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Stephen Hawking, renowned genius and arguably the world’s most famous scientist since Albert Einstein, died Wednesday at the age of 76.
Hawking was diagnosed with amyotrophic lateral sclerosis—also known as ALS or Lou Gehrig’s disease—at the age of 21. The expected life span averages just two to five years after diagnosis, according to the ALS Association, but the impact of the disease varies widely. Hawking was able to live more than half a century after his diagnosis, achieving unparalleled success along the way, including groundbreaking research on black holes and relativity.
Bound to his wheelchair for years and left unable to speak without the help of a computer since 1985, Hawking was also a remarkably inspiring figure. Among his memorable quotes of wisdom was his advice to others with disabilities: “Don’t be disabled in spirit, as well as physically.”
Hawking was the extremely rare scientist whose success in the field translated to pop culture celebrity. He made appearances on the sitcoms “The Simpsons” and “The Big Bang Theory,” and his life’s story was told in multiple movies and books.
Here are a few of the books, movies, and TV shows to check out if you want to learn more about Stephen Hawking.
Stephen Hawking’s PhD. thesis, written in 1965 when he was just 24 and working on his doctoral degree from the University of Cambridge, is now available for anyone to download, totally free of charge. “I hope to inspire people around the world to look up at the stars and not down at their feet; to wonder about our place in the universe and to try and make sense of the cosmos,” Hawking said in a statement when the thesis was first made widely available for free, in October 2017. “Anyone, anywhere in the world should have free, unhindered access to not just my research, but to the research of every great and enquiring mind across the spectrum of human understanding.”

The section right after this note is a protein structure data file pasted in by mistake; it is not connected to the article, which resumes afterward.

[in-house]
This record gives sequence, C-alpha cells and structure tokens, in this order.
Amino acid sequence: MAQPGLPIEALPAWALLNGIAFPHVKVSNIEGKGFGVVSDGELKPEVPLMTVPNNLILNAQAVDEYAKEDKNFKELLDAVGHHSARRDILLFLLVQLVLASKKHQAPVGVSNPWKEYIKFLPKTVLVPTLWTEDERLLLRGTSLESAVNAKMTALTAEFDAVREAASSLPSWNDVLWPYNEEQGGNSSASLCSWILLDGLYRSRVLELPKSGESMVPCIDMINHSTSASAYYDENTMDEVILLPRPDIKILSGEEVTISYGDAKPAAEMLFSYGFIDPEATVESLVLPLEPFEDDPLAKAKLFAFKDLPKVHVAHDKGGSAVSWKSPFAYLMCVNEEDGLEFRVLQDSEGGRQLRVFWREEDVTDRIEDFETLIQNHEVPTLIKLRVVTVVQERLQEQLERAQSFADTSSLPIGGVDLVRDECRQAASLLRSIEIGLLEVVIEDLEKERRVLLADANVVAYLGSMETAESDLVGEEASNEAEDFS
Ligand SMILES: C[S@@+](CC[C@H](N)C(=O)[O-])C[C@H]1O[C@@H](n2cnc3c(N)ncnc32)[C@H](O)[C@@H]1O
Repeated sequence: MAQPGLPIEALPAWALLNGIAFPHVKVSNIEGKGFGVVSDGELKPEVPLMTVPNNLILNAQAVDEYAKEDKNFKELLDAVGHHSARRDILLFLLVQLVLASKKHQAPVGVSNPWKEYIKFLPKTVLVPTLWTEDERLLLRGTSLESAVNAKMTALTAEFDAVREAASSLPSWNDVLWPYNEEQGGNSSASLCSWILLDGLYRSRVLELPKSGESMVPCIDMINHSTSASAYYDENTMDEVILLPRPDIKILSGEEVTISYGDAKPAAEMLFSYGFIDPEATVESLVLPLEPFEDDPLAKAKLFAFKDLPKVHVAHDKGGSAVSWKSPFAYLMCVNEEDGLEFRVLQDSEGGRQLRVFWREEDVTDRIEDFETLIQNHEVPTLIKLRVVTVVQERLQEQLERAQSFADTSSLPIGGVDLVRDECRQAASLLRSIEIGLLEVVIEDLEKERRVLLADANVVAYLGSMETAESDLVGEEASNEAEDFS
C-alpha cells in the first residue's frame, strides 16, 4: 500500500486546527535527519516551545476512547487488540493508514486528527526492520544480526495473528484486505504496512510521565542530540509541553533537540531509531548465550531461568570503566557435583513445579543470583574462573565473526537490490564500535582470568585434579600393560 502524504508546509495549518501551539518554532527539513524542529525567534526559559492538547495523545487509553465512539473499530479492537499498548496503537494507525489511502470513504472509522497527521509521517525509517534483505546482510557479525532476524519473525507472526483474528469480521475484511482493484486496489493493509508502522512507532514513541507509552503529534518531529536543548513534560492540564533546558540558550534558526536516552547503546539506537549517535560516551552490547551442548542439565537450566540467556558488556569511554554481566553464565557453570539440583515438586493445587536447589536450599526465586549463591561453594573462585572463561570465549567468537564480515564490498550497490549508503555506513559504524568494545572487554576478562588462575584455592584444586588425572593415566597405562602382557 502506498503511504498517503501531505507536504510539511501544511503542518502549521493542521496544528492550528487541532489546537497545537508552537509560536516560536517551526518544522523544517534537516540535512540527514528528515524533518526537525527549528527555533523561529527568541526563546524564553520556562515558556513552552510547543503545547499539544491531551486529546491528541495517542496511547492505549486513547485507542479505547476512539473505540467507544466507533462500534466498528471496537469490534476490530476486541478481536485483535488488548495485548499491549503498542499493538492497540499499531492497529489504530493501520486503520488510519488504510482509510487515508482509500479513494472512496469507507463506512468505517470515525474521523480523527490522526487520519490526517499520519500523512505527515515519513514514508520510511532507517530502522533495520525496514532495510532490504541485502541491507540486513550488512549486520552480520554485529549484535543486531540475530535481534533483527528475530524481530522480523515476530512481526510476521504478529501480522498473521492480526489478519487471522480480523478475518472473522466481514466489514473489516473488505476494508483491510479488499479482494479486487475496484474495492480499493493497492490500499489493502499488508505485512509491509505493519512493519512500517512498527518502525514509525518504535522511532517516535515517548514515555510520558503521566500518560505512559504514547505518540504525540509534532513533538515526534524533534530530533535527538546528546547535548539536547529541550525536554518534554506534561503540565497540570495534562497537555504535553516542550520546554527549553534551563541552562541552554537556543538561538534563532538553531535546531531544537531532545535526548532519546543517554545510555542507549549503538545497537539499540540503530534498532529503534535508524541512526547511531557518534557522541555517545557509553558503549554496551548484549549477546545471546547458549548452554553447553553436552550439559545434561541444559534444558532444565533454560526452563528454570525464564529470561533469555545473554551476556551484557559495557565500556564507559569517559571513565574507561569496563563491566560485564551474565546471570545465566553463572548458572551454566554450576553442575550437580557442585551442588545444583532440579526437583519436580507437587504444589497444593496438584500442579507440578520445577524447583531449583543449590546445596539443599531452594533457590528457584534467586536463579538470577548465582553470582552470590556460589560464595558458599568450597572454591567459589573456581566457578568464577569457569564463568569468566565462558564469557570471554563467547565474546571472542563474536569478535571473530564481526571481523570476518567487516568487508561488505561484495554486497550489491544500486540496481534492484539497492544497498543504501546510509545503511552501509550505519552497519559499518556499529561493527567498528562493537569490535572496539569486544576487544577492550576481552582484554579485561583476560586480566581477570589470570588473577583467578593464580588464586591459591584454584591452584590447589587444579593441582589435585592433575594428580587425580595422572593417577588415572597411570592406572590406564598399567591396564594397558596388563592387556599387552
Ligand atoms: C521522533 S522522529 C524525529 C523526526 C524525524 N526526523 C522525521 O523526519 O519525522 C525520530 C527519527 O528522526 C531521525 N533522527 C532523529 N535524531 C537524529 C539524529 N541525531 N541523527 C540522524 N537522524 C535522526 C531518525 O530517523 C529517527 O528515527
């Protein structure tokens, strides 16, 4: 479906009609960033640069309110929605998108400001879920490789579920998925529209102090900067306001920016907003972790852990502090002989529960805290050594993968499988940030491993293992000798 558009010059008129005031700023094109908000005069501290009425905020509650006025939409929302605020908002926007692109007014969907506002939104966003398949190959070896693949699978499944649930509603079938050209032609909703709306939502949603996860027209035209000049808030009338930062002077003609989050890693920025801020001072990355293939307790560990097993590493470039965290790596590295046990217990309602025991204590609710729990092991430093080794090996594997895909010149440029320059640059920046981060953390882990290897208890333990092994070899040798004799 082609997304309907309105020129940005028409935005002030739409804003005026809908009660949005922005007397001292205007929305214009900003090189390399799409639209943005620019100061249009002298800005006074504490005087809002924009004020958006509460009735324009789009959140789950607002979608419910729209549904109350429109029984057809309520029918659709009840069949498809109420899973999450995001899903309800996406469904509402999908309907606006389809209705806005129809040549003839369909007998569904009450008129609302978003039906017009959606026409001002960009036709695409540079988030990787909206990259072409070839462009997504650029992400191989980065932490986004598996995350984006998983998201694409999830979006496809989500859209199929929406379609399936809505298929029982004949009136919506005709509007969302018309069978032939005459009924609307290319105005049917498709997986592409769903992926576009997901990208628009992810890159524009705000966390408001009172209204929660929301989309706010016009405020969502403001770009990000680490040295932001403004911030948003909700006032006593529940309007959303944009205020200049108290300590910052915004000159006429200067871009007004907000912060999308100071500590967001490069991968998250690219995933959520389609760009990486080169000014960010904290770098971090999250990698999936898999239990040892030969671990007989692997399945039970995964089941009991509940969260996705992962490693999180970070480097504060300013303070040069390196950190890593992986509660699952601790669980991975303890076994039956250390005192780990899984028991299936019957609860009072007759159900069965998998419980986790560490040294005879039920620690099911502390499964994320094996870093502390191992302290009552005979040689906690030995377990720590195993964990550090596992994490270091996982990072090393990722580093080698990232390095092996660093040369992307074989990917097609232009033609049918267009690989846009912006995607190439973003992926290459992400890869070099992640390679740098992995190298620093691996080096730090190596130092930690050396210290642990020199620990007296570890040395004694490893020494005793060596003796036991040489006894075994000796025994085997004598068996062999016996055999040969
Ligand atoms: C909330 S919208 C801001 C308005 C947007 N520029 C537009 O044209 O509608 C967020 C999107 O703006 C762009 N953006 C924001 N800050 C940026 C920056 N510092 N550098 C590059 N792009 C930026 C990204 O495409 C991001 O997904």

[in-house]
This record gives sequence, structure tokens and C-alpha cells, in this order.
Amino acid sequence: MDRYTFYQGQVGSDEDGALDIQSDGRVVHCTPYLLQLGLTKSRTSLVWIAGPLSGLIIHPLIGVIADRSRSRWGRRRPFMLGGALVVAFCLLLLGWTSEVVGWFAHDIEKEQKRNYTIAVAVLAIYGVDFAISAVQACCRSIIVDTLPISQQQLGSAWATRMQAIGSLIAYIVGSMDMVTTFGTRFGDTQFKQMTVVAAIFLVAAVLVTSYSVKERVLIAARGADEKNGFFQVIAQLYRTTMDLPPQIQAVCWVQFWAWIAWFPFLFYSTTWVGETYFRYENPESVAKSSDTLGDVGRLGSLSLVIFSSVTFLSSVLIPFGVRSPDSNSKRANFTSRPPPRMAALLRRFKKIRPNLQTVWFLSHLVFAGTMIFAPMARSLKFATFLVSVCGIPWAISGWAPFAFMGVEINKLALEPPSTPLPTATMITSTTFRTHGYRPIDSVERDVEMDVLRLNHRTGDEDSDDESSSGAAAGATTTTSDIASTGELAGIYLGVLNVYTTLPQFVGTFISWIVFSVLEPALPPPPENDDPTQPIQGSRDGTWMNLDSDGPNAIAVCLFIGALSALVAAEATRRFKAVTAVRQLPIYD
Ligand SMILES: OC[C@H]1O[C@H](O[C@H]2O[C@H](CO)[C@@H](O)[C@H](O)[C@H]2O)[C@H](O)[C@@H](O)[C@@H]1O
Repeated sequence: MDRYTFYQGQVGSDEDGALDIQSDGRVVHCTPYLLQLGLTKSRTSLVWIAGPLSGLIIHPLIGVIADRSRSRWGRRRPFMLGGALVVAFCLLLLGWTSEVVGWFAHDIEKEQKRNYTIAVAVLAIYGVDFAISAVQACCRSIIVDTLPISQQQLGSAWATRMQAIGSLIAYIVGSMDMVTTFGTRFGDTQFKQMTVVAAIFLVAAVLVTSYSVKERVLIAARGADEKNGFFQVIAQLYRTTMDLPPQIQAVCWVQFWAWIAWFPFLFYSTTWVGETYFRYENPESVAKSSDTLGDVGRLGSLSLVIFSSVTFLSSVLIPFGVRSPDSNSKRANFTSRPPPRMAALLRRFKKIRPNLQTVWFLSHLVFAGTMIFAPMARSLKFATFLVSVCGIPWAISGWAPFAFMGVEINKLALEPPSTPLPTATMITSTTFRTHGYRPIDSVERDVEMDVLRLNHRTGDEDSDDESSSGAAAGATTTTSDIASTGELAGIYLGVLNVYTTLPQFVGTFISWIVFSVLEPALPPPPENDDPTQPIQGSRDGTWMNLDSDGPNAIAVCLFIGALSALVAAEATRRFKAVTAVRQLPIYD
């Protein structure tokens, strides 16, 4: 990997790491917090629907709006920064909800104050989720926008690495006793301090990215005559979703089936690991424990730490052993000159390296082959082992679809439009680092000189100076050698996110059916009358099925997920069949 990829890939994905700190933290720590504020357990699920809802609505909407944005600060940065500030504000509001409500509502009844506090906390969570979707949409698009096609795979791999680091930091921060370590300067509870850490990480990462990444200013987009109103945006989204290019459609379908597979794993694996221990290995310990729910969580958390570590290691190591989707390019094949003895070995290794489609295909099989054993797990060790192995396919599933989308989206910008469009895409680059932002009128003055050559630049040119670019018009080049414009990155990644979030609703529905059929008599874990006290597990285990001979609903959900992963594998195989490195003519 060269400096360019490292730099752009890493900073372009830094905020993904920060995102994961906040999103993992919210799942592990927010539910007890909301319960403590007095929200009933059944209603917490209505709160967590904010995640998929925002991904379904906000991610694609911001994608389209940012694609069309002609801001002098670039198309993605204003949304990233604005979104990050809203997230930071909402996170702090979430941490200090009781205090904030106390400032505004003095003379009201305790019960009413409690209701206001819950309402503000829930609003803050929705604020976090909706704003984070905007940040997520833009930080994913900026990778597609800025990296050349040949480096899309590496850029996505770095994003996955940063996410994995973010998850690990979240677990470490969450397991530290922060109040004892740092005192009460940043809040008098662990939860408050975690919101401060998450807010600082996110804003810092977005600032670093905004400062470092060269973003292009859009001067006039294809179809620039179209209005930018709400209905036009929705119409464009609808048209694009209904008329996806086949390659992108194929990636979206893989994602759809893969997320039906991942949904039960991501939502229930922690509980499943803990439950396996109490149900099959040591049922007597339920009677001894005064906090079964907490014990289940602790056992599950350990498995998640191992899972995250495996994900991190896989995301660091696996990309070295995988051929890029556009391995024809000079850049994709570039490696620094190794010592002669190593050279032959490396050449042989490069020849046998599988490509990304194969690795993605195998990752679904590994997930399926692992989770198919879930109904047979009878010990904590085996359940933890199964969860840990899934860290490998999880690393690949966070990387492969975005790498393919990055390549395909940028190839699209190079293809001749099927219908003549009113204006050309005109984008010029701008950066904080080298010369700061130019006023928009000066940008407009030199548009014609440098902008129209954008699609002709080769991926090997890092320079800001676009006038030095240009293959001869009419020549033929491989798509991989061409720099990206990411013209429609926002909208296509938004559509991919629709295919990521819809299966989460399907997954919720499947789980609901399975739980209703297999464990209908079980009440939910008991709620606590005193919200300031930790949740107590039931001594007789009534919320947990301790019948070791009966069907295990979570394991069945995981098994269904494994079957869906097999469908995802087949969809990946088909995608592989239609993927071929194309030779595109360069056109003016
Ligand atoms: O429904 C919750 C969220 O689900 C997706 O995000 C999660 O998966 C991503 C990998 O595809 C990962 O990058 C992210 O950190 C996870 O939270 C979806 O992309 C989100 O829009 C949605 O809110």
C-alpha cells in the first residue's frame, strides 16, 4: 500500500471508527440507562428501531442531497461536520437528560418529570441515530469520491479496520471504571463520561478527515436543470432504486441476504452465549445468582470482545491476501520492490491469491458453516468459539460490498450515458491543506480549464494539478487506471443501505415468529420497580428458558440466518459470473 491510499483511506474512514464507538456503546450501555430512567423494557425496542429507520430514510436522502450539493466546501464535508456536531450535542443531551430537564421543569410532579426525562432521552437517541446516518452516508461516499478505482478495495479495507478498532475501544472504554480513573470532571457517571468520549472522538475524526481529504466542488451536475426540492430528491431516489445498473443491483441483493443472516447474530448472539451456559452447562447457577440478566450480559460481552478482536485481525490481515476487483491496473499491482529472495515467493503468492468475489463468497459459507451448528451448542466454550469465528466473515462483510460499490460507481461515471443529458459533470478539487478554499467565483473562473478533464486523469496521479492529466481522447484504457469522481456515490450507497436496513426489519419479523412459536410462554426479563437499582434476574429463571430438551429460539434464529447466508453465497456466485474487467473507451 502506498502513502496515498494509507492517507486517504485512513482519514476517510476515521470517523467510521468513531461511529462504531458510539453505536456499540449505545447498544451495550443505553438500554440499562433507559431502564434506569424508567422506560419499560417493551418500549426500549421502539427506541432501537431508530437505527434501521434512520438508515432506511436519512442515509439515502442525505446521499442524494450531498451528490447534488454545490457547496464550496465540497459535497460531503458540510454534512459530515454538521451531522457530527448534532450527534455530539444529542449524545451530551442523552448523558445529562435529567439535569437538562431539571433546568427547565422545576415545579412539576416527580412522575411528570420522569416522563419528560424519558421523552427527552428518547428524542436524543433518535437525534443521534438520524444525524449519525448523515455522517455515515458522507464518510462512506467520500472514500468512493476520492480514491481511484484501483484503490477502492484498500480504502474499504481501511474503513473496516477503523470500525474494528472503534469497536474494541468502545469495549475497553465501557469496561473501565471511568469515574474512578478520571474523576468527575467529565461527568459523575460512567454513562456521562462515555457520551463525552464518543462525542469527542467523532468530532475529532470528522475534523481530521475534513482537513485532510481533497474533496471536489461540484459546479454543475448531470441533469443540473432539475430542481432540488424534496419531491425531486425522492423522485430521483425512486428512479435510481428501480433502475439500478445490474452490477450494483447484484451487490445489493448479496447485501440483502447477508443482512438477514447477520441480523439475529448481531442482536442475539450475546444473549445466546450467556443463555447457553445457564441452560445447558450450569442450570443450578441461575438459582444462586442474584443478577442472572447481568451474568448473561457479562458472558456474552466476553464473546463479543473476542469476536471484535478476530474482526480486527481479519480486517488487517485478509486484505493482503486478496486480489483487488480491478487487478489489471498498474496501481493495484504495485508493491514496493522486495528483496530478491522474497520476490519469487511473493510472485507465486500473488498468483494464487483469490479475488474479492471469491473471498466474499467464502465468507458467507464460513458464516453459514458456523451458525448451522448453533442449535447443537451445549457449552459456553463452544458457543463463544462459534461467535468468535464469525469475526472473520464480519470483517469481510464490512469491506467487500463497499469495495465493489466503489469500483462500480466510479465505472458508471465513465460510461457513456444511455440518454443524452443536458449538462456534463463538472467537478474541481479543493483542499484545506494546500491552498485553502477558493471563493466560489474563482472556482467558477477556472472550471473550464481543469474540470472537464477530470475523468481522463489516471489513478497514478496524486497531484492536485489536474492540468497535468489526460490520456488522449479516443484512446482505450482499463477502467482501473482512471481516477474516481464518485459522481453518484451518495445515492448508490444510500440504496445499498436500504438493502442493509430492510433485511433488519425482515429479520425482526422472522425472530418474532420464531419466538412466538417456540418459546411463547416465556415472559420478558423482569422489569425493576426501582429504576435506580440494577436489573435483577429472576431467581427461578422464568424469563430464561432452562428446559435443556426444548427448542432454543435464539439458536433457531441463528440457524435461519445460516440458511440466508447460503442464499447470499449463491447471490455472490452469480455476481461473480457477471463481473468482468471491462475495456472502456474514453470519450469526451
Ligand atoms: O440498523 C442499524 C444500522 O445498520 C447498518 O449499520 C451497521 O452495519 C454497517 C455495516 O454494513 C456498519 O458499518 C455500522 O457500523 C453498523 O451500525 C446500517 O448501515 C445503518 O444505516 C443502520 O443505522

Interest in the thesis was so high when it first became downloadable that the University of Cambridge’s website reportedly crashed, and interest in the thesis is spiking again now that Hawking has passed away.
First published in 1988, Stephen Hawking’s A Brief History of Time became a #1 New York Times best-seller, with more than 10 million copies sold. TIME named it among the top 100 non-fiction books ever published. The book leaped to the #2 spot on Amazon’s best-sellers list on Wednesday, as news circulated that Hawking passed away. The illustrated version of A Brief History of Time cracked into the top 20 as well.
The acclaimed PBS series from 2016 features Hawking and a team of volunteers who investigate topics like how to measure the solar system, the likelihood that alien life exists, and if time travel is possible. The six-episode series is available on DVD for $17.82, or it’s free on Prime Video for Amazon Prime members.
At just under 150 pages, Hawking’s 2013 memoir is indeed brief, but it covers his entire life, from childhood in post-World War II London into the 21st century. (For kids who want to learn the basics of Hawking’s life and career, check out the biography All About Stephen Hawking, aimed at readers ages 8 to 12.)
Another PBS production, this 90-minute 2014 documentary tells Hawking’s life story in his own words, tracking his journey from boyhood in England to overcoming severe illness and achieving superstardom as a physicist. The DVD costs $14.36 at Amazon, and it is available via Prime Video for a $4.99 rental or free for Prime members.
Stephen Hawking paired up with his daughter Lucy—and beloved children’s character Curious George—to write a series of books that teach basics about science to kids. Other editions include George and the Blue Moon and George and the Big Bang.
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